An AVRP-designed project, La Vita (formerly known as Quattro Fontane), will have a courtyard and a rooftop garden. The 200-unit condominium project is being developed in Little Italy at Beech, State, Cedar and Union streets by Lennar Communities, headquartered in Miami.

Cutri said interior courtyards are included in Doma and two other condominium projects designed by Martinez + Cutri: Village Walk and City Walk for the Olson Co. in San Diego.

San Diego developer Intracorp's 53-unit Pacific Terrace, designed by Fehlman LaBarre Architects in San Diego, is designed to blend in with its neighborhood in the Marina District, on the edge of the Gaslamp Quarter. The site is on the north side of J Street between Third and Fourth avenues.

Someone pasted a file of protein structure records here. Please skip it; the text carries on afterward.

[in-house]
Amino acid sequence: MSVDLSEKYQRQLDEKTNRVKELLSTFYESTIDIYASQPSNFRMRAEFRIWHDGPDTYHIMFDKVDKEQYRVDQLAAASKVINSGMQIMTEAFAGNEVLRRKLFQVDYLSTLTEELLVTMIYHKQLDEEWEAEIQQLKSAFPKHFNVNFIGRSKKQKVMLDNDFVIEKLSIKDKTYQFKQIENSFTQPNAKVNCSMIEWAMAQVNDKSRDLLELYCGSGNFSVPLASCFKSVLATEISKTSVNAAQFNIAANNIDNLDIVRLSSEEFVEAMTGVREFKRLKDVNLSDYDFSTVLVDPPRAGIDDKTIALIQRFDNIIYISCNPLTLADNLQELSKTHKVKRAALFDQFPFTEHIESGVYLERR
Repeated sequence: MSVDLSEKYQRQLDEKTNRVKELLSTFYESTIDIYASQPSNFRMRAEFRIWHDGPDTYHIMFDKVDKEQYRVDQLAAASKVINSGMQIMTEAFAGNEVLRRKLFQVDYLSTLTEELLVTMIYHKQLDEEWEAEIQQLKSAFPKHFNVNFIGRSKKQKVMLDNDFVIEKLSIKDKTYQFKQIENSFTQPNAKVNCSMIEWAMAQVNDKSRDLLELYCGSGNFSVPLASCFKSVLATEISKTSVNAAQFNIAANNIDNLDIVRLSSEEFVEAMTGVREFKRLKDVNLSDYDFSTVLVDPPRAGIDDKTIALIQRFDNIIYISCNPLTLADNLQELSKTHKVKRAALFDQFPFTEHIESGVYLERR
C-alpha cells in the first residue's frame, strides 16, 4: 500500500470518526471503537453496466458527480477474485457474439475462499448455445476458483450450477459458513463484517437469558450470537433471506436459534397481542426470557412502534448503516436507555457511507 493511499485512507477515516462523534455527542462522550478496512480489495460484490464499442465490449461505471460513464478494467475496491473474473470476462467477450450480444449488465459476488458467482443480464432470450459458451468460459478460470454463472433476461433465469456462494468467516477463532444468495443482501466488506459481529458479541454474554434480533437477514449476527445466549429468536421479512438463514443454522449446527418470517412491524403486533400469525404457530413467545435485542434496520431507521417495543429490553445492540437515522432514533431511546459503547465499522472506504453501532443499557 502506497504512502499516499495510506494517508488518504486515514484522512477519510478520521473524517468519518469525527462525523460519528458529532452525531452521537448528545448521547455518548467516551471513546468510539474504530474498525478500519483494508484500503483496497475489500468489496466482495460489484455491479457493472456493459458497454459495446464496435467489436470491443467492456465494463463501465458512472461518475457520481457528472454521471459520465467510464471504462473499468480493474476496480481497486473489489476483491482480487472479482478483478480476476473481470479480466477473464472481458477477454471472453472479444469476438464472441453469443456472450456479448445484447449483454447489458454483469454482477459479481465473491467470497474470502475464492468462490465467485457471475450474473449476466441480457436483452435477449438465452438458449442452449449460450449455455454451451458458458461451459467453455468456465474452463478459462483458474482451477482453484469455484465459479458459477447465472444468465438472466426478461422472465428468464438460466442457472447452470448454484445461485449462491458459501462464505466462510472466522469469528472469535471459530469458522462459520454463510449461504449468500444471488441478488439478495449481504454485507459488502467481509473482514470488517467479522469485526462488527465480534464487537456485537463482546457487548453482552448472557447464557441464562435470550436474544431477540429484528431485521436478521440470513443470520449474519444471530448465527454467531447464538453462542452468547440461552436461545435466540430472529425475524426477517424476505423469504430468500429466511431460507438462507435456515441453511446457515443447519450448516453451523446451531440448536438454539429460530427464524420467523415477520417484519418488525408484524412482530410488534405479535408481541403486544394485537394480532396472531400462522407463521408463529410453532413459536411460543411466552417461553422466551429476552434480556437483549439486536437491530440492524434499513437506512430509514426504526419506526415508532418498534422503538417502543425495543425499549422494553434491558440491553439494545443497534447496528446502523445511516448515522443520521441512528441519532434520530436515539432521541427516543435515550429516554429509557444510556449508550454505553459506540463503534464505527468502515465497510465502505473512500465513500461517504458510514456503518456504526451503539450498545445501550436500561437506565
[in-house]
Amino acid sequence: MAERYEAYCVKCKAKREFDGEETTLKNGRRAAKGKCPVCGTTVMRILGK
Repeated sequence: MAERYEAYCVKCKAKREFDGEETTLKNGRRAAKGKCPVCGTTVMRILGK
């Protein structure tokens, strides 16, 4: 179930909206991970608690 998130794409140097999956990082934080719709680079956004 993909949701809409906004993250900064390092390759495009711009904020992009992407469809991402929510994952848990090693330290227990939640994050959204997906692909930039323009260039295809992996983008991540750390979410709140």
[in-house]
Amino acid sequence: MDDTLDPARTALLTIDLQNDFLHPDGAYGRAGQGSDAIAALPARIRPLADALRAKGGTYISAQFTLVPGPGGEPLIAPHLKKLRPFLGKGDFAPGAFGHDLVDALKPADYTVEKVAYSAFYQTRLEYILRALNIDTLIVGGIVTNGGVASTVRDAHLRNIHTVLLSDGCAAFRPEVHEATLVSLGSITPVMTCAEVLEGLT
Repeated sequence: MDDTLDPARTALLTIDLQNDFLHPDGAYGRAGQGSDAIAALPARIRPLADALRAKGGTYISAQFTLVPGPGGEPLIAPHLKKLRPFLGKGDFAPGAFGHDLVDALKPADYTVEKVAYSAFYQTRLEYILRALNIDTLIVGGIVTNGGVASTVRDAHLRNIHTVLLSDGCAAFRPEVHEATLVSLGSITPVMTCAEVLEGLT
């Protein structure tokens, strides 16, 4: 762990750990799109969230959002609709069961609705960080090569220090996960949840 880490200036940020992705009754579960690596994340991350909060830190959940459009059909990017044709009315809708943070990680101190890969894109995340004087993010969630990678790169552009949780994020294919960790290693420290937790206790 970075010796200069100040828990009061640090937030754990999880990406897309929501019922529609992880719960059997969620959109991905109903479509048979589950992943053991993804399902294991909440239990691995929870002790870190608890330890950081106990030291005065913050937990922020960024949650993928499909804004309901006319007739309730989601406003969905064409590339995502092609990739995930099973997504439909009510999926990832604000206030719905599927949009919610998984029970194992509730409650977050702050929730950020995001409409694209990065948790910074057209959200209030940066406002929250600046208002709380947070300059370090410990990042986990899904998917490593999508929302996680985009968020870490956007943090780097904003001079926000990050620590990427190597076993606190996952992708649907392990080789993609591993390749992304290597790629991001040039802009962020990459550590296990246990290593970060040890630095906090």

Michael Brekka, vice president of urban residential development for Intracorp, said Pacific Terrace is next to the city's Chinese historic district, facing the San Diego Chinese Historical Museum on one side and the Gaslamp Quarter on another side.

The side facing the museum has Asian-looking brick and ornamentation. The fa & #231;ade on the Gaslamp side is more traditional brick with large bay windows.

- Buildings Stand Out as

Architectually Different

A key aspect to Downtown residential design seems to be creating the appearance of many buildings on one site, instead of one tall tower.

"When we go over to Little Italy, we're building in an area that's a village. We're surrounded by buildings that are different architecturally," Brekka said. "(Porto Siena) looks like a series of separate buildings that were built over time."